(Abridged) Published in The Scotsman on Saturday 2nd December 1899 under the headline The Daily Telegraph And The Scotsman Shilling Fund For Our Soldier’s Widows And Orphans: The Daly Telegraph of yesterday says: Several most interesting cases of widows, as a rule with children, are occupying the attention of the administration department of this fund. Their claims arise from the battles in which Lord Methuen has been engaged. We are still waiting for the relief of Ladysmith to bring the Natal casualty list to date. It must also be recollected that the regiments under Sir George White were sent from India, and, in some instances, the widows created by fatalities to their husbands are still at Allahabad, and cannot be assisted by the Daily Telegraph until their return to this country.
The fund is enabling the widow of Private T. Chadwick, of the 1st Battalion Scottish Rifles, who died at Cape Town a few days ago, to open a Post Office Savings Bank account, and the initial stage of assistance was taken yesterday in another instance, that of Mrs. Elizabeth Goodson, the widow of Private Joseph Goodson, killed at Belmont, on the 23rd inst. He was a reservist in the 3rd Battalion Grenadier Guards, under Lord Methuen, and the claim of his widow is recommended to us by the Rev. H.C. Squires, M.A., Holy Trinity Vicarage, Richmond. This gentleman remarks: “This case is an especially distressing one. The young couple were only married on September 2 last; when the husband had secured what was apparently permanent employment with very good chances of promotion. The young widow has no means of support and no one to whom she can look for assistance, her own mother being a widow in indigent circumstances.” This applicant has received relief from no other fund.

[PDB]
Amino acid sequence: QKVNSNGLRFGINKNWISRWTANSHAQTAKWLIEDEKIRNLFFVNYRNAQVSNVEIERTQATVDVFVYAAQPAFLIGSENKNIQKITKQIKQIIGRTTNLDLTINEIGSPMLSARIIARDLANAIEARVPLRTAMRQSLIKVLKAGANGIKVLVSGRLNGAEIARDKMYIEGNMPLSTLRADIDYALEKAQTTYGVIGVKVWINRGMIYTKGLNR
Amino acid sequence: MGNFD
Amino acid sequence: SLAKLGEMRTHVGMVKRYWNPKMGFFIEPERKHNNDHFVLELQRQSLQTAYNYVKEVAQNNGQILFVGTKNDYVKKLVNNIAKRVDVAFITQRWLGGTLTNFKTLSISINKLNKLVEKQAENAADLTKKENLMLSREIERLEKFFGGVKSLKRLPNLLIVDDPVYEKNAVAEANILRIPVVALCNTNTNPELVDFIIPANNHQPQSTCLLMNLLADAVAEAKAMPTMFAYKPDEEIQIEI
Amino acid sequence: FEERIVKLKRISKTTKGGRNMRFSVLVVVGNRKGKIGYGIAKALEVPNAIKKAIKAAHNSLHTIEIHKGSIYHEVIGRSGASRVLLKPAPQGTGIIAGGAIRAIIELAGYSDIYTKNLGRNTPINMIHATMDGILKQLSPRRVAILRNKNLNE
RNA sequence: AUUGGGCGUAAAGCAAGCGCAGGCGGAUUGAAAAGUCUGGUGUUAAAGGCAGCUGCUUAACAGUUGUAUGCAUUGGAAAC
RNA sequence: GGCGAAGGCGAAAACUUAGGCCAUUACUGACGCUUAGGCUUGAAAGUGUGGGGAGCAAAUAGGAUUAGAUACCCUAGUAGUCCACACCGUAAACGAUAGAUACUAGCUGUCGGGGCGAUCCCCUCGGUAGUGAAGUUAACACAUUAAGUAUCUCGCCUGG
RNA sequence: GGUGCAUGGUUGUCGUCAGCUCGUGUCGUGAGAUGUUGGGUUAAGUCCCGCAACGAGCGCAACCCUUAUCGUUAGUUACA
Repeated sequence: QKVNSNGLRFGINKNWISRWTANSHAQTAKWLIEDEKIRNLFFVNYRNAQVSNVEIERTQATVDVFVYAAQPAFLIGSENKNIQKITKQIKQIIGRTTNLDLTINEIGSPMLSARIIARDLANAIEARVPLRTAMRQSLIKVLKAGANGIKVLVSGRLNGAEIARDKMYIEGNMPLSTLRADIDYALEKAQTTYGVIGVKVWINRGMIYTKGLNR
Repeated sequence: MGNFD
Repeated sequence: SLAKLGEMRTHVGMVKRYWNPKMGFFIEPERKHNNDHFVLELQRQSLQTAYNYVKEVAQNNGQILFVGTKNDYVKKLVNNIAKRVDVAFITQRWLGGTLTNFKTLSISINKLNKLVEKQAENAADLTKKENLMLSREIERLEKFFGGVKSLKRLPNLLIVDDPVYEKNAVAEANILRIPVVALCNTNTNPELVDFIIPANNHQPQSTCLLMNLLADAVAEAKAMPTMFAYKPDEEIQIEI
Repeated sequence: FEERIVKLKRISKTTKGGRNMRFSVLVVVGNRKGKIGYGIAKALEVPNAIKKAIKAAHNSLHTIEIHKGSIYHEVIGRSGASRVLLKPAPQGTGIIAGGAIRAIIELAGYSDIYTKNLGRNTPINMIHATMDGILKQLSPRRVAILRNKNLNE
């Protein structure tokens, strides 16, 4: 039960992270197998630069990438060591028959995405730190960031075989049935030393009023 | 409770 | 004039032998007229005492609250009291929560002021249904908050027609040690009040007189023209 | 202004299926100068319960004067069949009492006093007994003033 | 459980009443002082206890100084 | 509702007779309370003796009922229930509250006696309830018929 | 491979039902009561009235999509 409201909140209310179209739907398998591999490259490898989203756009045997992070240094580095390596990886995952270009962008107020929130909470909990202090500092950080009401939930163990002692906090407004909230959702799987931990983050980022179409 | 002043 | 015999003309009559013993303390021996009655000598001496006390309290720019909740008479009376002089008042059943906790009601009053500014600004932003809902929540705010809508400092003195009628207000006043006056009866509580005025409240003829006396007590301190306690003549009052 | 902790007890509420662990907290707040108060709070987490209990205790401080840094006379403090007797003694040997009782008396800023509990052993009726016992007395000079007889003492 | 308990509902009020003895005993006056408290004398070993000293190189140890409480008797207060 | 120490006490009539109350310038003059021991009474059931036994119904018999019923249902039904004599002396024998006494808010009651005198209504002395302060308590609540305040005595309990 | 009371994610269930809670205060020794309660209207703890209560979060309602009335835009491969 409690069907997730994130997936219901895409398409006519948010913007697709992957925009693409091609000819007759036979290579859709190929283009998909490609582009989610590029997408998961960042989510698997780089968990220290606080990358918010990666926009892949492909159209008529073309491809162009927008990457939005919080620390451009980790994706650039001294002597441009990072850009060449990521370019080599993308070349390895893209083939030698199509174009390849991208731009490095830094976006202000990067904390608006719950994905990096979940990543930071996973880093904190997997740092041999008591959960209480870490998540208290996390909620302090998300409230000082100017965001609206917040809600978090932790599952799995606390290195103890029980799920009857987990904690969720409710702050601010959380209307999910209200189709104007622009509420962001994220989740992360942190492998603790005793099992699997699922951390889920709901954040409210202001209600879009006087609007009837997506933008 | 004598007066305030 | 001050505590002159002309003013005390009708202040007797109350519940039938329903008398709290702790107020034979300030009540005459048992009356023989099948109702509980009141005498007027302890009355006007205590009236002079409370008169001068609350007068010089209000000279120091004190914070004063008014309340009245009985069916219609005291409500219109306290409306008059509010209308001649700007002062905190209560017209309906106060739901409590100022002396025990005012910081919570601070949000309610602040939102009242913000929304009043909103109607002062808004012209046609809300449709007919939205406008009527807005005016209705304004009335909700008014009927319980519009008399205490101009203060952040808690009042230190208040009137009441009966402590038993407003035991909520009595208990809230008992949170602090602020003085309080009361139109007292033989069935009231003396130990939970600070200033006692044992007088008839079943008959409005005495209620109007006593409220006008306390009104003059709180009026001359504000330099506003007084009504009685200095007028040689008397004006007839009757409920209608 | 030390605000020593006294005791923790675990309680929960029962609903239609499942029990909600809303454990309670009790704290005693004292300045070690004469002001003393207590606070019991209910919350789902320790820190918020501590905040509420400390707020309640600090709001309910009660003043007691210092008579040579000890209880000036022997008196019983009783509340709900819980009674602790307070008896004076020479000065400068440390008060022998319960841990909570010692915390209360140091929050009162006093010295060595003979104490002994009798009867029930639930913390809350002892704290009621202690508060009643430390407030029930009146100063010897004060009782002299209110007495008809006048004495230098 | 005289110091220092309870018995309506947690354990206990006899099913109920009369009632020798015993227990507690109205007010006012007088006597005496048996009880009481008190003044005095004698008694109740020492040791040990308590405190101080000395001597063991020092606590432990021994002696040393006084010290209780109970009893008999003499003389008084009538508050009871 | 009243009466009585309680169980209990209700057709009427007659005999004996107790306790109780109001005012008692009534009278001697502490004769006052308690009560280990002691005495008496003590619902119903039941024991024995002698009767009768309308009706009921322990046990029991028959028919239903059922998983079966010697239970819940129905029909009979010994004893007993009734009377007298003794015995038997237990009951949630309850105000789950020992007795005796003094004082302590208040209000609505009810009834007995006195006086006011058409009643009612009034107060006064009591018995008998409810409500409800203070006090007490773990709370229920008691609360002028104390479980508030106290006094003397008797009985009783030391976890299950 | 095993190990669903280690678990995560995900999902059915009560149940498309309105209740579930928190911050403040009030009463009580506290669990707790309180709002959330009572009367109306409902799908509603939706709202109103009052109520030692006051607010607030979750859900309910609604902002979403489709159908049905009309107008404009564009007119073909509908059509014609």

Today’s Daily Telegraph states that the fund now stands at 1,311,543 Shillings, of which £1226.11s was received yesterday. The next list of subscriptions received at the offices of The Scotsman will be published on Monday.
There are two other documents which exist, one a letter dated 10th January 1906 in which Elizabeth Goodson gives her address as 1, Burrator Villas, Durrington, Salisbury, Wiltshire, and confirms that she was married to Joseph, and the second a receipt, dated 12th January 1906, for one medal and one clasp for the South Africa Campaign issued to 5706 Private J Goodson which is signed by Elizabeth and gives the same address.
Joseph and Elizabeth had no children and by early 1901 Elizabeth had in fact remarried to a James Flynn. According to the 1911 census they were still living in Durrington and had three children. James was an Army Canteen Manager.
An Extract From The Diary Of Grenadier Guardsman George Frederick Watts.
George Watts was three years older than Joseph Goodson and had already been in the Grenadier Guards for four years before Joseph enlisted. They were both in the 1st Battalion, both went to Gibraltar at the same time and then on to Egypt and the Sudan War. They returned home together but whereas Joseph was transferred to the reserve in February 1899 George Watts did so in the May.